Restaurant Review: Rippers Roadstand
There are lots of ways to cook a hot dog. You could grill it like they do at Daredevil Dogs. Other joints plump them with water. For desperation dining, hot dog cooking is often a microwave event.
At Rippers Roadstand, a new joint near OSU, the kitchen deep fat fries the hot dogs. Of all the ways to cook a hot dog, the option to take the fatty meat and cook it in more pure bubbling, hot oil — that never seemed like an option… until now.
The new Rippers is the second in existence. The first one is in Florida. Columbus is acclaimed for its steady supply of good-eating lab rats, so its initial expansion to the well-known test market makes sense. The menu options are priced right for college budget; lots of items are under five bucks. The protocol is for guests to order at the counter, and pick up at the other counter.
So, about the deep fat fried hotdogs: not as greasy as you might expect. They’re juicy, to be sure, but the hot dog skin protects them from becoming pure grease sponges. In the frier, the dogs get a crispy finish that offers an extra pop in every bite. True to the moniker, the cooking treatment also causes the hot dogs to spontaneously split up the middle (for what it’s worth, my advanced microwave skills have the same effect). The best way to start is to just go with the basic The Ripper Dog ($2.99): the aforementioned fried hot dog, soft nondescript bun, and you can add a little ketchup and mustard to help it go down.
You can also dress it up, which seems like a good idea to better distinguish it from a dime-a-dog offering. The a Chili Ripper ($3.75 — pictured at the very top) is smothered in a meaty beef chili that soaks nicely into the bun.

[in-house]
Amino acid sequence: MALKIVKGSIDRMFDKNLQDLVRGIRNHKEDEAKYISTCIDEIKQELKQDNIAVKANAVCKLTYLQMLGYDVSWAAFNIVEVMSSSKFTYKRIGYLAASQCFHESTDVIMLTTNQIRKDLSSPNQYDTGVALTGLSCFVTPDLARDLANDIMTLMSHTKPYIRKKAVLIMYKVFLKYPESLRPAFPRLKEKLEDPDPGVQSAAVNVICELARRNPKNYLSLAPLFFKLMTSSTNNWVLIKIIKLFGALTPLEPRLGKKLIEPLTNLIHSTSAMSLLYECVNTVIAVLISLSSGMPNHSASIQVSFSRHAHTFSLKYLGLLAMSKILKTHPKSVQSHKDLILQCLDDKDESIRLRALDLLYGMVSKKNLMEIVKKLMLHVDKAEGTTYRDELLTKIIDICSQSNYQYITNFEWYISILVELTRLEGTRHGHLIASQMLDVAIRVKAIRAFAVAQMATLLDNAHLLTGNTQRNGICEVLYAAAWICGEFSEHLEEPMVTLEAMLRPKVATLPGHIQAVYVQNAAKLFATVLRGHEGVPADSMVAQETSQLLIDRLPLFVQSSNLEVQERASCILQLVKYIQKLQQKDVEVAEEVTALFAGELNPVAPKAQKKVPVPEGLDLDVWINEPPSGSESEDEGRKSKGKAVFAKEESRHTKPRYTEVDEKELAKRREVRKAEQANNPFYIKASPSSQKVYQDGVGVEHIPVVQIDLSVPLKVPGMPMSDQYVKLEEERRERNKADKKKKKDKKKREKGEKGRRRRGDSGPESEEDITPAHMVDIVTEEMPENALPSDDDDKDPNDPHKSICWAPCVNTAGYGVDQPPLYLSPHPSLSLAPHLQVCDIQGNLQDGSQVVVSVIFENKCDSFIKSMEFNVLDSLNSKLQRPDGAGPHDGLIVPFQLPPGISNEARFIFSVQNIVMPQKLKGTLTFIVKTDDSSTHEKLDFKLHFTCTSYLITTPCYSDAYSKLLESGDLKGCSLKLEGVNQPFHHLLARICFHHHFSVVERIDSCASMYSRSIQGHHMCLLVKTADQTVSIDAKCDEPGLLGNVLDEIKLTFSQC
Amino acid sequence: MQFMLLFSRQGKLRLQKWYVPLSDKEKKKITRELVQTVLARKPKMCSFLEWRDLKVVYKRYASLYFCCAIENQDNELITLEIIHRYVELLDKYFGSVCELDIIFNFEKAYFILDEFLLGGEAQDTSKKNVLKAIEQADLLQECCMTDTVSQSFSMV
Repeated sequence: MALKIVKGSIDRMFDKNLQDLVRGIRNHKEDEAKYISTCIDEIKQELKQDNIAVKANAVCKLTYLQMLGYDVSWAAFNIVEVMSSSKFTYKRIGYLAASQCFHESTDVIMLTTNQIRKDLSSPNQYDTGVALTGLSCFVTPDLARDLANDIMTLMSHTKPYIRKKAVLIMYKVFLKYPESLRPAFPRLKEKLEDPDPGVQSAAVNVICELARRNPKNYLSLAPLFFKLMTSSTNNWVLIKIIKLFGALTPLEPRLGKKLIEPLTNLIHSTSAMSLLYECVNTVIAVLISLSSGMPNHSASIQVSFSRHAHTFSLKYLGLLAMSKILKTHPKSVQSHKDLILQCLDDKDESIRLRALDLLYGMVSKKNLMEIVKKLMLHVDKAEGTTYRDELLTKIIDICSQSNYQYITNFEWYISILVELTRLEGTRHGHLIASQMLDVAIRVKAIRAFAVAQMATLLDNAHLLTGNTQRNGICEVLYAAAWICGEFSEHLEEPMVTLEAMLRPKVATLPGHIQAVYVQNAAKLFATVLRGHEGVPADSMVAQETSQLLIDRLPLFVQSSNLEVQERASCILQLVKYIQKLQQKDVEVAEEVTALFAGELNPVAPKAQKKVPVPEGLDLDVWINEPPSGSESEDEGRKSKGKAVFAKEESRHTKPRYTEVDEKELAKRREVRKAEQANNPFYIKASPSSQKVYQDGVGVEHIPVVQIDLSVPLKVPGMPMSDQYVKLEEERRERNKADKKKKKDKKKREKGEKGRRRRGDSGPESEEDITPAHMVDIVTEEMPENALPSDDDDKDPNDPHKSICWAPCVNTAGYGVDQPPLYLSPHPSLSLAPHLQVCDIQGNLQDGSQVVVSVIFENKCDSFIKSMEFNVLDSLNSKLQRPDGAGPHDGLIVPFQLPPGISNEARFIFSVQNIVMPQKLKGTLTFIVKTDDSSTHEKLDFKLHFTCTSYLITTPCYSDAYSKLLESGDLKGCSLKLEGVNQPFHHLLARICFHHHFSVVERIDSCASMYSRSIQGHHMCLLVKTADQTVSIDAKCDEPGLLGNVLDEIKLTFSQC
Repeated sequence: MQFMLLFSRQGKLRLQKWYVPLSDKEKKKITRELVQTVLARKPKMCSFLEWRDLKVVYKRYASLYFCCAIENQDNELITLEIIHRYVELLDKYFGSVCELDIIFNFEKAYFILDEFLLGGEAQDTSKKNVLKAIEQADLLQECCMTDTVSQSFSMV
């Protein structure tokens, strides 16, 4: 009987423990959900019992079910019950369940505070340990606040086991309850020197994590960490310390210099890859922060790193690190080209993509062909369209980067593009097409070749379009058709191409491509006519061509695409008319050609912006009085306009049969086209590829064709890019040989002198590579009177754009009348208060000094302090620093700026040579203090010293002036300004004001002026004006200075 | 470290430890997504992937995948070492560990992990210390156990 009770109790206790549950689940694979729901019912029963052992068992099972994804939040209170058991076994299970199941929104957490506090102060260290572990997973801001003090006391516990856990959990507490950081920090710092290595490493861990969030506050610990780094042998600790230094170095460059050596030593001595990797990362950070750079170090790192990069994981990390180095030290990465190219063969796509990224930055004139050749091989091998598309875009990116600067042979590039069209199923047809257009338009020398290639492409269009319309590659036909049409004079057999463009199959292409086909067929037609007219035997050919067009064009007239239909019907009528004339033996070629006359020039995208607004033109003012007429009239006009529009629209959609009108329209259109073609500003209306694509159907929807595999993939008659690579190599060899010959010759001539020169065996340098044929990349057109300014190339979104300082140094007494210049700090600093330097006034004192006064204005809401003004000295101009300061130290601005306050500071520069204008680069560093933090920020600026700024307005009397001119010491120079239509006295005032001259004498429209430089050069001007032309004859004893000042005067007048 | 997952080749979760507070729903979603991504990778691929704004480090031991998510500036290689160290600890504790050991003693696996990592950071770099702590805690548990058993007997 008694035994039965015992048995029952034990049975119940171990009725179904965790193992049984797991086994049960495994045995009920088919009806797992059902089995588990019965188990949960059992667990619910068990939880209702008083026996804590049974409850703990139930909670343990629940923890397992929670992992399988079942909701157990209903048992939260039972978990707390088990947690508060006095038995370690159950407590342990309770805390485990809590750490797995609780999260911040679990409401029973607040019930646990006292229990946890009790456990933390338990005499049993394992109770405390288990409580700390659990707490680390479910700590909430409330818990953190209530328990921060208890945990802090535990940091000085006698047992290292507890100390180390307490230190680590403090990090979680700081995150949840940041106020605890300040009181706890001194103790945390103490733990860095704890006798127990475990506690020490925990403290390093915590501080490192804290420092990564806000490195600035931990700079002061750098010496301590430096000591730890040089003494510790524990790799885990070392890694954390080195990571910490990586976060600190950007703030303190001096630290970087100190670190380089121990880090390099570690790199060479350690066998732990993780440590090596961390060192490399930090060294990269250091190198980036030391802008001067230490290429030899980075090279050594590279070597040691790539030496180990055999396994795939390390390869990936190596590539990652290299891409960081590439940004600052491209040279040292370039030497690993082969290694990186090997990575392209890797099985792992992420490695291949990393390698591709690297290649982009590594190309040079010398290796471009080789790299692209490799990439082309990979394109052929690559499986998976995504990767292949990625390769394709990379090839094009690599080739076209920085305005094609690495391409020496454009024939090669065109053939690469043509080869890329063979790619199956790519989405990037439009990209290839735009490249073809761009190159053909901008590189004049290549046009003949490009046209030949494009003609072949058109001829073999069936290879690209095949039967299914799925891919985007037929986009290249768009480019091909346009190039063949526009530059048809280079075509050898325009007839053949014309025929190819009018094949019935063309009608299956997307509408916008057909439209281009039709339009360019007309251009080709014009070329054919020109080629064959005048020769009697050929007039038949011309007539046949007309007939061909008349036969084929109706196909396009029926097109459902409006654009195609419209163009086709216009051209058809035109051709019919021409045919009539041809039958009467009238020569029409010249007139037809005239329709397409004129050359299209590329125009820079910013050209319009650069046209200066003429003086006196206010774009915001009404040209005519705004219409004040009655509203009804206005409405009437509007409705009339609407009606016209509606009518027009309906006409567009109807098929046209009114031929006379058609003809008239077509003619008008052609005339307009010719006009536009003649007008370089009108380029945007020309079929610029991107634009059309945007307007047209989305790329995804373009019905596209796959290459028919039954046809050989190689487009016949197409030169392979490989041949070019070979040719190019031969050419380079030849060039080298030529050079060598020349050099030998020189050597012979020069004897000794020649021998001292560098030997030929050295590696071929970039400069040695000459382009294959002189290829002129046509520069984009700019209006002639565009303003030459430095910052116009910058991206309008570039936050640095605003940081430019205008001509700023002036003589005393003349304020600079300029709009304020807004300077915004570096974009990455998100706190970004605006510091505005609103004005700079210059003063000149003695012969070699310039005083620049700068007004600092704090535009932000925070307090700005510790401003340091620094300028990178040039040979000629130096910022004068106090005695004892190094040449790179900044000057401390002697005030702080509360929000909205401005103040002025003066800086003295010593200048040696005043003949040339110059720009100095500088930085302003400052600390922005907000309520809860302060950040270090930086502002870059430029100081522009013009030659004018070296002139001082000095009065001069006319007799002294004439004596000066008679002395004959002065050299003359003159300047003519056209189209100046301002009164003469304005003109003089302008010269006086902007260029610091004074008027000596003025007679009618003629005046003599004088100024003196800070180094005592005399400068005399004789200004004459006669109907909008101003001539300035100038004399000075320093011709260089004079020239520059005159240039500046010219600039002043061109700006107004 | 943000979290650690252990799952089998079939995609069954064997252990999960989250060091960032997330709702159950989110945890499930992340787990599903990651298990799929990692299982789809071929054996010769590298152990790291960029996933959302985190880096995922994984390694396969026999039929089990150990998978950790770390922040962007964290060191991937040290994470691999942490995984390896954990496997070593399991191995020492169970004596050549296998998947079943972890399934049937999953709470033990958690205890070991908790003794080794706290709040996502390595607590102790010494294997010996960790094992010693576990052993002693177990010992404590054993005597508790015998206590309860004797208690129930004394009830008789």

Burgers are a bargain. They are also small; maybe the size of two sliders -so consider adding on an extra patty and an up-charge. The meat is the natural kind, sort of old-fashioned, in the soft traditional bun. If you order the Mushroom Swiss ($4.94), it comes with a melted slice of cheese and sautéed mushrooms. The Bacon Cheeseburger starts at ($5.45), but go ahead and double its guts for an extra $2.20. Then you’ll have two patties, double cheese, and four crunchy strips of bacon. The two bucks takes the combo from underwhelming to binge-worthy.
Fries ($3.29) and Onion Rings ($4.49) are both options. The fries are good (hot and crisp), but the onion rings were the table favorite. First, because they’re a little less common than french fries. Second, because an order delivers a pile of crunchy beer-battered shells that envelope soft onions: spot-on.
The biggest treat, however, is the Jersey Bacon Kraut ($4.95). This is very good news for New Jersey, especially given the antics of Chris Christie and the Jersey Shore cast. If New Jersey is going to be famous for something, it should probably promote Rippers Bacon Kraut. It’s found in the fries section of the menu, and for that reason, I thought it was going to arrive as kraut-covered fries. No, an order yielded a giant mountain of 100% ecru-colored bacon speckled kraut. It is not the most appetizing dish to behold. It is, however, impossible to stop eating. It offers the mild bite of sauerkraut tempered with the smoky brine of bacon. It totally changes the sauerkraut scene into something that could compete with french fries for stomach space.
Also, there’s beer and wine. You can pair Merlot with your hotdog if you’re classy like that.
If you need fine dining or prefer local artisanal foods, this spot is not for you. If you’re adding items to your culinary repertoire, this is a good place to stop. It’s relatively inexpensive and kind of fun, and it’s appealing in the way that salty junk food is typically appealing.
You can find it at 2036 North High Street in the University District.
For more information, visit www.rippersroadstand.com.
Photos by Walker Evans.